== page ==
Mon | Jan 17, 2022

Gordon Robinson | Profiles in education? Or dyspepsia?

Published:Tuesday | April 16, 2019 | 12:00 AM

So, what I knew as Common Entrance became the Grade Six Achievement Test (GSAT) and is now the Primary Exit Profile (PEP).

LOL! Based on language (not usually featured locally), we began 62 years ago with a pass/fail attempt to place all in secondary school. When that proved dicey, Government shifted, in 1999, to allocate spaces based on 10-year-olds’ “achievements”.

How’d that work out?

Outcomes have included:

- Pollsters who respond to questions with “I’m not quite sure”. Are you not? How sure are you exactly?

- Radio producers who put together catchy jingles for my favourite music show ‘The Mayor’s Parlour’ like ‘You’re listening to a cover version’. DWL! What else would a ‘cover’ be?

- My favourite secondary school survivor, namely the TVJ reporter, with what looked like a script in hand, who reported on the South East St Elizabeth pollution problems: “The issues down there is very, very bad.”

There goes my pirate with parrot on his shoulder again. Aaaarrrrgggghhhh!

So, now, the education ministry wants to discover 10-year-olds’ “profiles” to be able to select their secondary school.

Has any secondary school’s curricula changed? Have secondary school teachers’ qualifications evolved to allow teaching differing “profiles” to adjust to real life? Has primary education developed these profiles? Or are we still teaching the “three Rs” by rote: rolling dice at age 10 to see which secondary school will accept which of the 10-year-olds and then offering tertiary education to those who can afford exorbitant fees regardless of “profile”?

The education ministry says that PEP is the answer to finding individually compatible secondary education. PEP’s “Vision” as published by the ministry:

- Things and times have changed…….

- Our young people need to be well prepared for the challenges and opportunities in these times and those they will meet in their adulthood.

- The curriculum has changed to reflect a greater focus on concepts, skills, and competencies.

So I took a look at some sample PEP exam questions to locate these new “concepts”, “skills”, and “competencies” being taught.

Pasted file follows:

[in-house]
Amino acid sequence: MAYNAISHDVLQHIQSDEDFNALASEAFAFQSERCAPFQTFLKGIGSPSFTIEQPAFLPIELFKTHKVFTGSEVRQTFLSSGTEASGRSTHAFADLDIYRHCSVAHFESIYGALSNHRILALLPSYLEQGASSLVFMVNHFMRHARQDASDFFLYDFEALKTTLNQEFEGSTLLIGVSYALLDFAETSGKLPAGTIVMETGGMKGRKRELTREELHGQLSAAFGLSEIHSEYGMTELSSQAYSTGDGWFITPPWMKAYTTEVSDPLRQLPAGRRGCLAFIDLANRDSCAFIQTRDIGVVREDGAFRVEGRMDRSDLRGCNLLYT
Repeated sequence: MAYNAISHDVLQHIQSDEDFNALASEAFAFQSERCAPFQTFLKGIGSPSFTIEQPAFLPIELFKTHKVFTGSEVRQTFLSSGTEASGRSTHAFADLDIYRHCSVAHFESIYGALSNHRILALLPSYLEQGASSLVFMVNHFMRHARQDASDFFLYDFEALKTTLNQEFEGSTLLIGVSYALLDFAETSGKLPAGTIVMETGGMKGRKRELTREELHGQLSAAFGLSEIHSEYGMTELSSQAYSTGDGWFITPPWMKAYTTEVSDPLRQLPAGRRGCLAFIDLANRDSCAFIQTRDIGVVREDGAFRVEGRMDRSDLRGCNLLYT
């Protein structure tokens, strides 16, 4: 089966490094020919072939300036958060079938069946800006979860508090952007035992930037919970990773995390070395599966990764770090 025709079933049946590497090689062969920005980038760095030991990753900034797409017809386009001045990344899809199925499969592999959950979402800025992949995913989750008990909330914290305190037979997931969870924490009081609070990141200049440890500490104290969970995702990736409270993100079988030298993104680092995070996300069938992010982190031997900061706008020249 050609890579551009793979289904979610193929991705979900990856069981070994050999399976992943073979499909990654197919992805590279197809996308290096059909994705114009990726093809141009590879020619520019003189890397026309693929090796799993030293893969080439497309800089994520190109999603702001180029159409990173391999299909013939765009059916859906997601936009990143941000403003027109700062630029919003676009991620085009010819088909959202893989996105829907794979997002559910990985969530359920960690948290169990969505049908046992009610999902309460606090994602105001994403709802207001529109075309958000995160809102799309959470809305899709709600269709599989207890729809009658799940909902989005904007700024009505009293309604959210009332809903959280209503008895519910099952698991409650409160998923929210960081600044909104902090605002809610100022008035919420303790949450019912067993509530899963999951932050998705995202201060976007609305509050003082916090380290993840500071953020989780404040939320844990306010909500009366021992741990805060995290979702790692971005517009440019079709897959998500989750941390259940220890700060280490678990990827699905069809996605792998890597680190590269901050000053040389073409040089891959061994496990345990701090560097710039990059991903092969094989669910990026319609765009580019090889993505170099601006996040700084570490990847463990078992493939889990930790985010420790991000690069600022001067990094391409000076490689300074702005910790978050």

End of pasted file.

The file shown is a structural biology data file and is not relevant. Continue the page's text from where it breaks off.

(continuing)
Pencils and paper please:

“You are the captain of your school’s basketball team.”

’Oll aan! Me tu’n off arready becausen mi no know ’ow many primary school students play basketball or become captain of anything. THIS mek dem “well prepared for the challenges and opportunities .” they’ll meet in adulthood?

Anyway, we read on.

“Your coach has asked you to help him to decide which player will be better able to help the team win an important match.”

Me ’tap read again! Ah which coach dat? Stage coach? No coach nah do dat! Plus, it’s an impossible ask.

Anyhoooo, a stats table followed, then the embarrassing error was repeated:

“A. Which player will better improve the team’s chances of winning?

B. Explain why you have chosen that player.”

Me, Teacher! Mi will tell yu when yu len’ me di crystal ball that neva come wid di exam paper. Becausen mi cawn’t tell you which player WILL do anyt’ing widdout dat.

The most priceless “sample” question came in language arts:

“Read the sentence below and answer Questions 1 and 2.”

The Principal, Ms Kennedy, and the chairman, were at the meeting.

1. How many persons were at the meeting?

2. Justify your answer.”

Me again, Teacher. My answer: “kiss mi neck! Blouse an’ skirt. Pants an’ shirt! ’Ow mi fi know ’ow many at di meeting? Yu neva sey dem was di ONGLE people dere. Is wha’ yu tek mi fa?”


So, what’s my profile? Mi head t’ick? Or is dis PEP t’ick? Obviously, PEP is all about “Exit” not “Profile”. Government put PEP in 10-year-olds’ steps to hustle them out of primary school. No secondary school changed. Highest scores earn exit strategy to Campion or Immaculate. Others enter a lotto draw to PEP up and step up inna life.

Plus ça change, plus c’est la même chose.

Peace and love!

Gordon Robinson is an attorney-at-law. Email feedback to